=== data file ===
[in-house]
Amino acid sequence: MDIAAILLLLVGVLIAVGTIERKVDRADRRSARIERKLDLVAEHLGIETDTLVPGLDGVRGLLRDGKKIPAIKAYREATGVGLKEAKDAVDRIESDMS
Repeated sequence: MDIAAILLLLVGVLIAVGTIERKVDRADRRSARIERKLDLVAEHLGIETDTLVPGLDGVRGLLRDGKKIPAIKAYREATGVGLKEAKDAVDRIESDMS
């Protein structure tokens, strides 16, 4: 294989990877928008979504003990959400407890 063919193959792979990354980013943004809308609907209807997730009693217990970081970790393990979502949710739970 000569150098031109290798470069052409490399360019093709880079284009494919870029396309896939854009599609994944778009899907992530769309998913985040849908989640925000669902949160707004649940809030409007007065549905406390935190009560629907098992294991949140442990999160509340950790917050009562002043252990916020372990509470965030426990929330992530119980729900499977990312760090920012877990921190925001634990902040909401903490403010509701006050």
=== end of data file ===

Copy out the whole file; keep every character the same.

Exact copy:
[in-house]
Amino acid sequence: MDIAAILLLLVGVLIAVGTIERKVDRADRRSARIERKLDLVAEHLGIETDTLVPGLDGVRGLLRDGKKIPAIKAYREATGVGLKEAKDAVDRIESDMS
Repeated sequence: MDIAAILLLLVGVLIAVGTIERKVDRADRRSARIERKLDLVAEHLGIETDTLVPGLDGVRGLLRDGKKIPAIKAYREATGVGLKEAKDAVDRIESDMS
């Protein structure tokens, strides 16, 4: 294989990877928008979504003990959400407890 063919193959792979990354980013943004809308609907209807997730009693217990970081970790393990979502949710739970 000569150098031109290798470069052409490399360019093709880079284009494919870029396309896939854009599609994944778009899907992530769309998913985040849908989640925000669902949160707004649940809030409007007065549905406390935190009560629907098992294991949140442990999160509340950790917050009562002043252990916020372990509470965030426990929330992530119980729900499977990312760090920012877990921190925001634990902040909401903490403010509701006050």